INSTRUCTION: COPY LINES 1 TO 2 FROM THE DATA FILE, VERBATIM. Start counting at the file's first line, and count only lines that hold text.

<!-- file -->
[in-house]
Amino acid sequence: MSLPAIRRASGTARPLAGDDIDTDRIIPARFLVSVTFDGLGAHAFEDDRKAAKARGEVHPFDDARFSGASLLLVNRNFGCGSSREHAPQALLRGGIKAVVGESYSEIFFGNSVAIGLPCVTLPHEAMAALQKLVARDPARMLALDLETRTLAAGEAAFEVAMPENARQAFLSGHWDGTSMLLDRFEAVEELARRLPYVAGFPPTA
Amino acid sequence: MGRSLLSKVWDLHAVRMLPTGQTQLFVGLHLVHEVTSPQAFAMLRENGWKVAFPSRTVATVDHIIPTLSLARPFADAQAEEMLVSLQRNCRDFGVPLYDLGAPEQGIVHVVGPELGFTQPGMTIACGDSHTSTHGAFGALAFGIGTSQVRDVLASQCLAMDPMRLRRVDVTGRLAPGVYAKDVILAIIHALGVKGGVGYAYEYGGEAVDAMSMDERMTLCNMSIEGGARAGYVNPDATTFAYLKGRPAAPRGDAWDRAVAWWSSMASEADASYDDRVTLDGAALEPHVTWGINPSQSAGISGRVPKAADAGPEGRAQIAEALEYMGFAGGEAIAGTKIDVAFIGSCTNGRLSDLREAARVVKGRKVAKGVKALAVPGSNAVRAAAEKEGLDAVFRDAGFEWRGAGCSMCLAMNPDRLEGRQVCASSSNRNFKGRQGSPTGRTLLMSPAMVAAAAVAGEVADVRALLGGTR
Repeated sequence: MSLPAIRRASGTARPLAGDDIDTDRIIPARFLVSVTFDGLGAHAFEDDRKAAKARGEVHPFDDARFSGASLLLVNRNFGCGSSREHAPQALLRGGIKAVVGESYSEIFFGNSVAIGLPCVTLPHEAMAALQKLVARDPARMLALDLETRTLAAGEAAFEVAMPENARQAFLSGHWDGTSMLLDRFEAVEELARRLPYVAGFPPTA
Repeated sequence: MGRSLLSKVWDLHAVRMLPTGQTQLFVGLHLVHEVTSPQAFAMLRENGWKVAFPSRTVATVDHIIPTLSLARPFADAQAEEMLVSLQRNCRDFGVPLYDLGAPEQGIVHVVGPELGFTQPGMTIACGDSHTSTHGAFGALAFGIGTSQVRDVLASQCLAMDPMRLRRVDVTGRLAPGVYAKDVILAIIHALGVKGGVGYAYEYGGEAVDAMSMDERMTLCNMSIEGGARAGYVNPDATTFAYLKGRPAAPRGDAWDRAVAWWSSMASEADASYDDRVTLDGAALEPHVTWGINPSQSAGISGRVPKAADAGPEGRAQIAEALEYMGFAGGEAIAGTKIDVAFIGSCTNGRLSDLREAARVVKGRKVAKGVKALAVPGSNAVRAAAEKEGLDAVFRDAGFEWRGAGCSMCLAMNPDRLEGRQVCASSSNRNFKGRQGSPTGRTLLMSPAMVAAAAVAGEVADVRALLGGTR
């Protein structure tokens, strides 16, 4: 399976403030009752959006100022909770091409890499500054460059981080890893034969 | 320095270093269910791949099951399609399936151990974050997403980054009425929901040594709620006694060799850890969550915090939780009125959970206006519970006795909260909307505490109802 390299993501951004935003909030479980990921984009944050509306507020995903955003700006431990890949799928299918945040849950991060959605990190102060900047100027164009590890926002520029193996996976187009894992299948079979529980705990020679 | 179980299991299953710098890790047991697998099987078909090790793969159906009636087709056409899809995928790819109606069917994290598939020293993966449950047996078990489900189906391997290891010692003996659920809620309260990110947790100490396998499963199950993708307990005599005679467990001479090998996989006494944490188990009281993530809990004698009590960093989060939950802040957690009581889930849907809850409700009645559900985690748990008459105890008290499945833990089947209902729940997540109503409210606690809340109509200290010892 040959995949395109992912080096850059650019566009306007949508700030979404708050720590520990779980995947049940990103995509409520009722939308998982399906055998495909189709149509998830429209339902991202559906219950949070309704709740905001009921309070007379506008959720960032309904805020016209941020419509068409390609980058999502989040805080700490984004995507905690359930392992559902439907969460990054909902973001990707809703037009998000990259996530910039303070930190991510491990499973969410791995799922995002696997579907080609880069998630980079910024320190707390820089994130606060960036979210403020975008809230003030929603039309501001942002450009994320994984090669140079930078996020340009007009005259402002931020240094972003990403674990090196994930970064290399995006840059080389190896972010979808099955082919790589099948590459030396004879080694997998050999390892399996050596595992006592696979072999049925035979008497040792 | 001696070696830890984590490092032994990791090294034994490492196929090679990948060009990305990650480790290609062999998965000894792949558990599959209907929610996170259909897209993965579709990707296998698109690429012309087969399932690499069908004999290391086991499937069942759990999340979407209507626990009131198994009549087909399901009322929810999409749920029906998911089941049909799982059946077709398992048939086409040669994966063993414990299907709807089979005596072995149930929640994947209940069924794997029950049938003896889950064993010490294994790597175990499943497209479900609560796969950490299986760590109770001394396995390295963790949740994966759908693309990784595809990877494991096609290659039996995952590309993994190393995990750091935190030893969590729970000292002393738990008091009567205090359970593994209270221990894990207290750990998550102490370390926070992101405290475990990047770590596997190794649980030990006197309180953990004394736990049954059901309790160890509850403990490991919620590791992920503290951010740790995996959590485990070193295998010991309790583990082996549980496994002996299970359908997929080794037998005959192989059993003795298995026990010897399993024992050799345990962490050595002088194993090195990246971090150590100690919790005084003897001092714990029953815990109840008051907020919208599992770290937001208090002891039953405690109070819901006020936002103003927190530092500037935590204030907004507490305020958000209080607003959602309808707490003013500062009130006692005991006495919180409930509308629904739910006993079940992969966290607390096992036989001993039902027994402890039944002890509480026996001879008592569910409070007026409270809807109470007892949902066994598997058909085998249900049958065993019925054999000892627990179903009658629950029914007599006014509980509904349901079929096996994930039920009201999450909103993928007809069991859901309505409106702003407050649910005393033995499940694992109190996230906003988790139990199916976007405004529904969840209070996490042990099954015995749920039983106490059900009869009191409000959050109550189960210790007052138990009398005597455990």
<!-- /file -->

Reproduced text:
[in-house]
Amino acid sequence: MSLPAIRRASGTARPLAGDDIDTDRIIPARFLVSVTFDGLGAHAFEDDRKAAKARGEVHPFDDARFSGASLLLVNRNFGCGSSREHAPQALLRGGIKAVVGESYSEIFFGNSVAIGLPCVTLPHEAMAALQKLVARDPARMLALDLETRTLAAGEAAFEVAMPENARQAFLSGHWDGTSMLLDRFEAVEELARRLPYVAGFPPTA